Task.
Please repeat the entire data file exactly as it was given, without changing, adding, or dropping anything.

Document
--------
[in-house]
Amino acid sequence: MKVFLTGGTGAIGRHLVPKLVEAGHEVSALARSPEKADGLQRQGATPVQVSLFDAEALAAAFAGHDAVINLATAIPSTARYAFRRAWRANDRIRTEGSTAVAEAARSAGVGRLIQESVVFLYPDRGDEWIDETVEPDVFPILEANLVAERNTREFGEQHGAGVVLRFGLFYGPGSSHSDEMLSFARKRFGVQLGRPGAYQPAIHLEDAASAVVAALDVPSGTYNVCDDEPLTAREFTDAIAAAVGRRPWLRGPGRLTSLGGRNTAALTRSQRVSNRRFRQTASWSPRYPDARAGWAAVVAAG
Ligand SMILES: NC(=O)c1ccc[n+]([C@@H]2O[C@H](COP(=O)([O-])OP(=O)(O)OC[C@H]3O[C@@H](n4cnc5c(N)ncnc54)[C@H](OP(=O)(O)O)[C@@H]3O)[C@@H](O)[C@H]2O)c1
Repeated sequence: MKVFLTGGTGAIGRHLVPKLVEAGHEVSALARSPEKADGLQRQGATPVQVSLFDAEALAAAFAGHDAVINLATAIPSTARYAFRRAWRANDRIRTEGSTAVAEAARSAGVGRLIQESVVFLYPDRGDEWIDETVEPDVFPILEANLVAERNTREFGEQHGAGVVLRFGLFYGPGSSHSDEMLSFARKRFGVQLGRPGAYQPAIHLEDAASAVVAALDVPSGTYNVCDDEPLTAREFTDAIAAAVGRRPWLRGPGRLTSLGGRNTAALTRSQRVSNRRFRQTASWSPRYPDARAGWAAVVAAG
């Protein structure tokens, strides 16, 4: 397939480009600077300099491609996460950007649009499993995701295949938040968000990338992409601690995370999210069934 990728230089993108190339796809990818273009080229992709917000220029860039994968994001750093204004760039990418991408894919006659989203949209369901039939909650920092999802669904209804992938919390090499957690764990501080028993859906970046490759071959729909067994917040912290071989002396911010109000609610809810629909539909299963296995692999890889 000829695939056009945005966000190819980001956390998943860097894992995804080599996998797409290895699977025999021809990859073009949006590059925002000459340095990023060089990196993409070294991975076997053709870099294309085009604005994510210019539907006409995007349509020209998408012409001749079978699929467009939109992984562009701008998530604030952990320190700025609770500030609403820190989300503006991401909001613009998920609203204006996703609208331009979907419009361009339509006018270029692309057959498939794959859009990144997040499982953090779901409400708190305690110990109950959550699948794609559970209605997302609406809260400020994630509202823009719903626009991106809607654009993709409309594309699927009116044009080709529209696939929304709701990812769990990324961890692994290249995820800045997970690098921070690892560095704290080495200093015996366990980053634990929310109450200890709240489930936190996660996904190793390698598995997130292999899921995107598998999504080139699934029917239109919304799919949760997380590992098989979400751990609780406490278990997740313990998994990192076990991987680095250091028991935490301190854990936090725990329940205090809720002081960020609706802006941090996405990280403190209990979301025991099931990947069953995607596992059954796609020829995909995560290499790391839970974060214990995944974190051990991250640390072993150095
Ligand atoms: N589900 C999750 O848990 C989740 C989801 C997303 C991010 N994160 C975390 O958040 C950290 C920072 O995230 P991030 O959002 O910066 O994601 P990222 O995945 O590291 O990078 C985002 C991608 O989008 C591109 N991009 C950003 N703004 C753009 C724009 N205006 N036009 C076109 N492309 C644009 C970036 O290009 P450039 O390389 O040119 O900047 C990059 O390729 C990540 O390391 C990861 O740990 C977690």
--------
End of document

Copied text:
[in-house]
Amino acid sequence: MKVFLTGGTGAIGRHLVPKLVEAGHEVSALARSPEKADGLQRQGATPVQVSLFDAEALAAAFAGHDAVINLATAIPSTARYAFRRAWRANDRIRTEGSTAVAEAARSAGVGRLIQESVVFLYPDRGDEWIDETVEPDVFPILEANLVAERNTREFGEQHGAGVVLRFGLFYGPGSSHSDEMLSFARKRFGVQLGRPGAYQPAIHLEDAASAVVAALDVPSGTYNVCDDEPLTAREFTDAIAAAVGRRPWLRGPGRLTSLGGRNTAALTRSQRVSNRRFRQTASWSPRYPDARAGWAAVVAAG
Ligand SMILES: NC(=O)c1ccc[n+]([C@@H]2O[C@H](COP(=O)([O-])OP(=O)(O)OC[C@H]3O[C@@H](n4cnc5c(N)ncnc54)[C@H](OP(=O)(O)O)[C@@H]3O)[C@@H](O)[C@H]2O)c1
Repeated sequence: MKVFLTGGTGAIGRHLVPKLVEAGHEVSALARSPEKADGLQRQGATPVQVSLFDAEALAAAFAGHDAVINLATAIPSTARYAFRRAWRANDRIRTEGSTAVAEAARSAGVGRLIQESVVFLYPDRGDEWIDETVEPDVFPILEANLVAERNTREFGEQHGAGVVLRFGLFYGPGSSHSDEMLSFARKRFGVQLGRPGAYQPAIHLEDAASAVVAALDVPSGTYNVCDDEPLTAREFTDAIAAAVGRRPWLRGPGRLTSLGGRNTAALTRSQRVSNRRFRQTASWSPRYPDARAGWAAVVAAG
């Protein structure tokens, strides 16, 4: 397939480009600077300099491609996460950007649009499993995701295949938040968000990338992409601690995370999210069934 990728230089993108190339796809990818273009080229992709917000220029860039994968994001750093204004760039990418991408894919006659989203949209369901039939909650920092999802669904209804992938919390090499957690764990501080028993859906970046490759071959729909067994917040912290071989002396911010109000609610809810629909539909299963296995692999890889 000829695939056009945005966000190819980001956390998943860097894992995804080599996998797409290895699977025999021809990859073009949006590059925002000459340095990023060089990196993409070294991975076997053709870099294309085009604005994510210019539907006409995007349509020209998408012409001749079978699929467009939109992984562009701008998530604030952990320190700025609770500030609403820190989300503006991401909001613009998920609203204006996703609208331009979907419009361009339509006018270029692309057959498939794959859009990144997040499982953090779901409400708190305690110990109950959550699948794609559970209605997302609406809260400020994630509202823009719903626009991106809607654009993709409309594309699927009116044009080709529209696939929304709701990812769990990324961890692994290249995820800045997970690098921070690892560095704290080495200093015996366990980053634990929310109450200890709240489930936190996660996904190793390698598995997130292999899921995107598998999504080139699934029917239109919304799919949760997380590992098989979400751990609780406490278990997740313990998994990192076990991987680095250091028991935490301190854990936090725990329940205090809720002081960020609706802006941090996405990280403190209990979301025991099931990947069953995607596992059954796609020829995909995560290499790391839970974060214990995944974190051990991250640390072993150095
Ligand atoms: N589900 C999750 O848990 C989740 C989801 C997303 C991010 N994160 C975390 O958040 C950290 C920072 O995230 P991030 O959002 O910066 O994601 P990222 O995945 O590291 O990078 C985002 C991608 O989008 C591109 N991009 C950003 N703004 C753009 C724009 N205006 N036009 C076109 N492309 C644009 C970036 O290009 P450039 O390389 O040119 O900047 C990059 O390729 C990540 O390391 C990861 O740990 C977690």